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Back to the OP and original posts/link
Outside of government everyone is on their own to determine the level that a culture/counter-culture, scene or in this case a hobby is inclusive.
If you are black and want to see more black Punk bands - start a punk band with black bandmates, want to see more black gamers - promote the game among the people of your race (if that's your desire or agenda).
Gaming doesn't owe you squat - if there's a predominantly white following it's because of the genesis of gaming back in the day (and continued interest) was primarily with white people - specifically geek culture, though that has been changing over the last decade.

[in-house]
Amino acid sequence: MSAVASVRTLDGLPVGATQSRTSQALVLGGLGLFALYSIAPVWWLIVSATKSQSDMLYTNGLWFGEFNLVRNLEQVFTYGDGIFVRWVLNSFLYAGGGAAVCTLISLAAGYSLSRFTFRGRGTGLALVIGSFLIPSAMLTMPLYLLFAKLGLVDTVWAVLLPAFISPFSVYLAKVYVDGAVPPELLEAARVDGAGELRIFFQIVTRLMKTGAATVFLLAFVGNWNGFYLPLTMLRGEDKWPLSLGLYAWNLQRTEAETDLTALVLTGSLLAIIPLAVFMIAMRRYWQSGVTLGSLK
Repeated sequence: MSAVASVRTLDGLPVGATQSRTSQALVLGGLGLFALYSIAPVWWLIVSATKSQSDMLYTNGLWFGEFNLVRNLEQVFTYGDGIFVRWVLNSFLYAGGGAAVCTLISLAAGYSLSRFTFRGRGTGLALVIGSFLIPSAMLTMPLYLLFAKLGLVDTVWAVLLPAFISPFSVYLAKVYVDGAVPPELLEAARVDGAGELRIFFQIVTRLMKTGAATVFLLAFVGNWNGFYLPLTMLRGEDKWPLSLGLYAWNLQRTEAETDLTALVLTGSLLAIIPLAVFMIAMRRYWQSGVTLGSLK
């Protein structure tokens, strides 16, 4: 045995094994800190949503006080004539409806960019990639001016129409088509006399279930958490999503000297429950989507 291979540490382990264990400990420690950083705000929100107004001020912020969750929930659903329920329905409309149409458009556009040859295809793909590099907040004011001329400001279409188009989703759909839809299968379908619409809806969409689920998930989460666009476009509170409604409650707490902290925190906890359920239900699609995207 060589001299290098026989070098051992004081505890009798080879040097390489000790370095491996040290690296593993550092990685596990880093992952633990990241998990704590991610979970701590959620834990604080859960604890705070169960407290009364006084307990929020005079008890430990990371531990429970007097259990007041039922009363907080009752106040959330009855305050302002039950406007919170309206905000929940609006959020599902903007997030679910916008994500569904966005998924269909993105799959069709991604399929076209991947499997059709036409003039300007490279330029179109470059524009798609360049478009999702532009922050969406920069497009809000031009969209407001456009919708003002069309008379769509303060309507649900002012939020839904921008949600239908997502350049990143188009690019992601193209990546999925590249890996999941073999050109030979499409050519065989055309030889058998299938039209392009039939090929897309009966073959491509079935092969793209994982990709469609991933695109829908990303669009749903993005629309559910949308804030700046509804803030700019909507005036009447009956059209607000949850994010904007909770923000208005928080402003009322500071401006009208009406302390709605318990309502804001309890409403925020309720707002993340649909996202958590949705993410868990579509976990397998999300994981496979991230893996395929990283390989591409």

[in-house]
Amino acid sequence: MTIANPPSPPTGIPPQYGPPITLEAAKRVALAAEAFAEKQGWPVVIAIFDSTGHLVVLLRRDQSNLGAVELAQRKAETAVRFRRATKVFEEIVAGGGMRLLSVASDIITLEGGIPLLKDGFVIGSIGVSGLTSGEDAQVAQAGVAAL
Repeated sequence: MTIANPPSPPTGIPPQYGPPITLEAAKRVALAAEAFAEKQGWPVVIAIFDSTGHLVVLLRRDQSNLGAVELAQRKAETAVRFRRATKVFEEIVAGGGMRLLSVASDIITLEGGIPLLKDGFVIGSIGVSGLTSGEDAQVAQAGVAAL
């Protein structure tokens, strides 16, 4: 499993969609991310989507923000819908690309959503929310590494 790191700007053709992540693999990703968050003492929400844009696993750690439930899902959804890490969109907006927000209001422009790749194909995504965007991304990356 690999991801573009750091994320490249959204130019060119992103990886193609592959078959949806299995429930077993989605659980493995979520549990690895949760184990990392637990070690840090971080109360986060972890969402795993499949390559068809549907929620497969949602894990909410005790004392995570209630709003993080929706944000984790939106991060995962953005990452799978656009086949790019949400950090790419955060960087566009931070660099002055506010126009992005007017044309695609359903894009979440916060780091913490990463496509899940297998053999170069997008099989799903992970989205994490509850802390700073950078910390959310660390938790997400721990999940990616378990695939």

You want to change it - become part of it, put your face on it. This isn't a special club or union.
The AA George complaints would be akin to a white guy going to a local inner city hip-hop concert/event and complaining about the racial makeup of the fans (lack of white representation, etc).
I could understand Mr. George's complaints if he was stopped at the doors at GenCon or was given looks but that wasn't the case. Also the symbolism he's complaining about in gaming isn't institutional, it's artistic - its the people who made the game stamping it with their faces and influences as human beings (not just white people) are known to do.
You are not owed representation beyond public institutions -
You decide your level of attraction and involvement and subsequently how that "X" is going to change over time if it doesn't look or act the way you want it to.
You want to see LGBTQ people represented in gaming, create that content (see Paizo.com) - the hobby doesn't owe it to you.
If AA George wants to see more Black people represented at GenCon maybe he should consider securing a booth/write a product/create a game.